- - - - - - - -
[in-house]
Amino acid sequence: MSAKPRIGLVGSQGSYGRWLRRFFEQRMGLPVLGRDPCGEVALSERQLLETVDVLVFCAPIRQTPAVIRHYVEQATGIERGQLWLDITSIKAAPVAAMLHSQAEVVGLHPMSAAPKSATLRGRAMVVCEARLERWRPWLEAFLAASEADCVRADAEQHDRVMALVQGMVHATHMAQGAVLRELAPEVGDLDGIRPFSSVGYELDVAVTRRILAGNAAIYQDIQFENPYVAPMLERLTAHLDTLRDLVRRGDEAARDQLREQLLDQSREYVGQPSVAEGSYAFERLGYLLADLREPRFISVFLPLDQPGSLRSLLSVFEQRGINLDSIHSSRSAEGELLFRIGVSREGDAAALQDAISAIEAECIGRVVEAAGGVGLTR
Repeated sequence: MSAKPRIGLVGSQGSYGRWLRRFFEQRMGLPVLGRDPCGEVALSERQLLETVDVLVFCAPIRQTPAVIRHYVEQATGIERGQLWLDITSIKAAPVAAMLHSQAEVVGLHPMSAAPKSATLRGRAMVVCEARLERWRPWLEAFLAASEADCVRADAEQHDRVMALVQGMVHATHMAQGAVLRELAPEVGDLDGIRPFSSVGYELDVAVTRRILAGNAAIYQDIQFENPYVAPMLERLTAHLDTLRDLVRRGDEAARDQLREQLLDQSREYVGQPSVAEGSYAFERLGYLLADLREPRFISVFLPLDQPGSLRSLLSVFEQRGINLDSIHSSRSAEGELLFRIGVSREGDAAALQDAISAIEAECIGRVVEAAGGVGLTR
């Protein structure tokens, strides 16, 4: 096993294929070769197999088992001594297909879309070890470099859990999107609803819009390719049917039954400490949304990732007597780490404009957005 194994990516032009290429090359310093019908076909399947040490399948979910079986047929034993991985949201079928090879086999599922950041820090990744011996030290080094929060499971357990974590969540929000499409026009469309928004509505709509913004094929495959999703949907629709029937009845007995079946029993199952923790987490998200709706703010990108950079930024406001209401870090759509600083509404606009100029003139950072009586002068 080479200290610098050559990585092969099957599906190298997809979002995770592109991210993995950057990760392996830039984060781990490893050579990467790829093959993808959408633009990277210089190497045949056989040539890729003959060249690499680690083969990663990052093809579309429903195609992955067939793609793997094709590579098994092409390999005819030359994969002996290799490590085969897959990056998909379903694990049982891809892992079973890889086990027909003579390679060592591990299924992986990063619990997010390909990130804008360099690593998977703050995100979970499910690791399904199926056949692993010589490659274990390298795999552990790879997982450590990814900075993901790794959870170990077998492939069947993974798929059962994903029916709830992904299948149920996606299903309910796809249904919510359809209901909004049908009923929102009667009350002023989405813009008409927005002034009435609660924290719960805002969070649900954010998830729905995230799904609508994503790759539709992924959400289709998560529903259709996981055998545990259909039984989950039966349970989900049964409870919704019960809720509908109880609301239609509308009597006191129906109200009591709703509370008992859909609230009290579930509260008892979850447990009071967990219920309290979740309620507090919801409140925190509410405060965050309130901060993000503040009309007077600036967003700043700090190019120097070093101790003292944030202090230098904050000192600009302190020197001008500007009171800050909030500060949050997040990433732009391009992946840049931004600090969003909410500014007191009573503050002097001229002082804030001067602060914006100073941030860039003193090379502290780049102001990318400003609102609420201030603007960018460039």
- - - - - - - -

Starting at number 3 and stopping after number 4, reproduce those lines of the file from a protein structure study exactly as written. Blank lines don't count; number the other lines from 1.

Repeated sequence: MSAKPRIGLVGSQGSYGRWLRRFFEQRMGLPVLGRDPCGEVALSERQLLETVDVLVFCAPIRQTPAVIRHYVEQATGIERGQLWLDITSIKAAPVAAMLHSQAEVVGLHPMSAAPKSATLRGRAMVVCEARLERWRPWLEAFLAASEADCVRADAEQHDRVMALVQGMVHATHMAQGAVLRELAPEVGDLDGIRPFSSVGYELDVAVTRRILAGNAAIYQDIQFENPYVAPMLERLTAHLDTLRDLVRRGDEAARDQLREQLLDQSREYVGQPSVAEGSYAFERLGYLLADLREPRFISVFLPLDQPGSLRSLLSVFEQRGINLDSIHSSRSAEGELLFRIGVSREGDAAALQDAISAIEAECIGRVVEAAGGVGLTR
């Protein structure tokens, strides 16, 4: 096993294929070769197999088992001594297909879309070890470099859990999107609803819009390719049917039954400490949304990732007597780490404009957005 194994990516032009290429090359310093019908076909399947040490399948979910079986047929034993991985949201079928090879086999599922950041820090990744011996030290080094929060499971357990974590969540929000499409026009469309928004509505709509913004094929495959999703949907629709029937009845007995079946029993199952923790987490998200709706703010990108950079930024406001209401870090759509600083509404606009100029003139950072009586002068 080479200290610098050559990585092969099957599906190298997809979002995770592109991210993995950057990760392996830039984060781990490893050579990467790829093959993808959408633009990277210089190497045949056989040539890729003959060249690499680690083969990663990052093809579309429903195609992955067939793609793997094709590579098994092409390999005819030359994969002996290799490590085969897959990056998909379903694990049982891809892992079973890889086990027909003579390679060592591990299924992986990063619990997010390909990130804008360099690593998977703050995100979970499910690791399904199926056949692993010589490659274990390298795999552990790879997982450590990814900075993901790794959870170990077998492939069947993974798929059962994903029916709830992904299948149920996606299903309910796809249904919510359809209901909004049908009923929102009667009350002023989405813009008409927005002034009435609660924290719960805002969070649900954010998830729905995230799904609508994503790759539709992924959400289709998560529903259709996981055998545990259909039984989950039966349970989900049964409870919704019960809720509908109880609301239609509308009597006191129906109200009591709703509370008992859909609230009290579930509260008892979850447990009071967990219920309290979740309620507090919801409140925190509410405060965050309130901060993000503040009309007077600036967003700043700090190019120097070093101790003292944030202090230098904050000192600009302190020197001008500007009171800050909030500060949050997040990433732009391009992946840049931004600090969003909410500014007191009573503050002097001229002082804030001067602060914006100073941030860039003193090379502290780049102001990318400003609102609420201030603007960018460039």